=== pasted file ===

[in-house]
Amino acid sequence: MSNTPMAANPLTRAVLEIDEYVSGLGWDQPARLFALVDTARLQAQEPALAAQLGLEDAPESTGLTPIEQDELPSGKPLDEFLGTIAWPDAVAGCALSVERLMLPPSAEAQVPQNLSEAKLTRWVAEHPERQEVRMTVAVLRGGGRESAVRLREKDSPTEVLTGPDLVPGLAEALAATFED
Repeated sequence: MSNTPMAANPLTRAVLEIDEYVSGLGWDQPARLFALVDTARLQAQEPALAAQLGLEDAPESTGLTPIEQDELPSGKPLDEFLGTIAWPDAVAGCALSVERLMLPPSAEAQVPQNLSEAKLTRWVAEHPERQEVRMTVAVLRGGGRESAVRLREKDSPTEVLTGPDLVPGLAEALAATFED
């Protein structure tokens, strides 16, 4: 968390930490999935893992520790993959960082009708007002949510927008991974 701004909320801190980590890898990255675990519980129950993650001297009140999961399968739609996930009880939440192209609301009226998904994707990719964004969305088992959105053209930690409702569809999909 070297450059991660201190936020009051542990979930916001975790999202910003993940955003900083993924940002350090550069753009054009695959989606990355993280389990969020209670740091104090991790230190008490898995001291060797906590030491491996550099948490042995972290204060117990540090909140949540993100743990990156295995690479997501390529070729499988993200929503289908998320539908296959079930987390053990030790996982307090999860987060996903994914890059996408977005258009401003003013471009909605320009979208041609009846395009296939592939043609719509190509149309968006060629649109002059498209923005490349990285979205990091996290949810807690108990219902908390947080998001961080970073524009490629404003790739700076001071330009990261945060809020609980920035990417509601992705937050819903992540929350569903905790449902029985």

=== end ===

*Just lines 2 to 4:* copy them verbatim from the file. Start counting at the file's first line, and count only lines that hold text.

Amino acid sequence: MSNTPMAANPLTRAVLEIDEYVSGLGWDQPARLFALVDTARLQAQEPALAAQLGLEDAPESTGLTPIEQDELPSGKPLDEFLGTIAWPDAVAGCALSVERLMLPPSAEAQVPQNLSEAKLTRWVAEHPERQEVRMTVAVLRGGGRESAVRLREKDSPTEVLTGPDLVPGLAEALAATFED
Repeated sequence: MSNTPMAANPLTRAVLEIDEYVSGLGWDQPARLFALVDTARLQAQEPALAAQLGLEDAPESTGLTPIEQDELPSGKPLDEFLGTIAWPDAVAGCALSVERLMLPPSAEAQVPQNLSEAKLTRWVAEHPERQEVRMTVAVLRGGGRESAVRLREKDSPTEVLTGPDLVPGLAEALAATFED
């Protein structure tokens, strides 16, 4: 968390930490999935893992520790993959960082009708007002949510927008991974 701004909320801190980590890898990255675990519980129950993650001297009140999961399968739609996930009880939440192209609301009226998904994707990719964004969305088992959105053209930690409702569809999909 070297450059991660201190936020009051542990979930916001975790999202910003993940955003900083993924940002350090550069753009054009695959989606990355993280389990969020209670740091104090991790230190008490898995001291060797906590030491491996550099948490042995972290204060117990540090909140949540993100743990990156295995690479997501390529070729499988993200929503289908998320539908296959079930987390053990030790996982307090999860987060996903994914890059996408977005258009401003003013471009909605320009979208041609009846395009296939592939043609719509190509149309968006060629649109002059498209923005490349990285979205990091996290949810807690108990219902908390947080998001961080970073524009490629404003790739700076001071330009990261945060809020609980920035990417509601992705937050819903992540929350569903905790449902029985």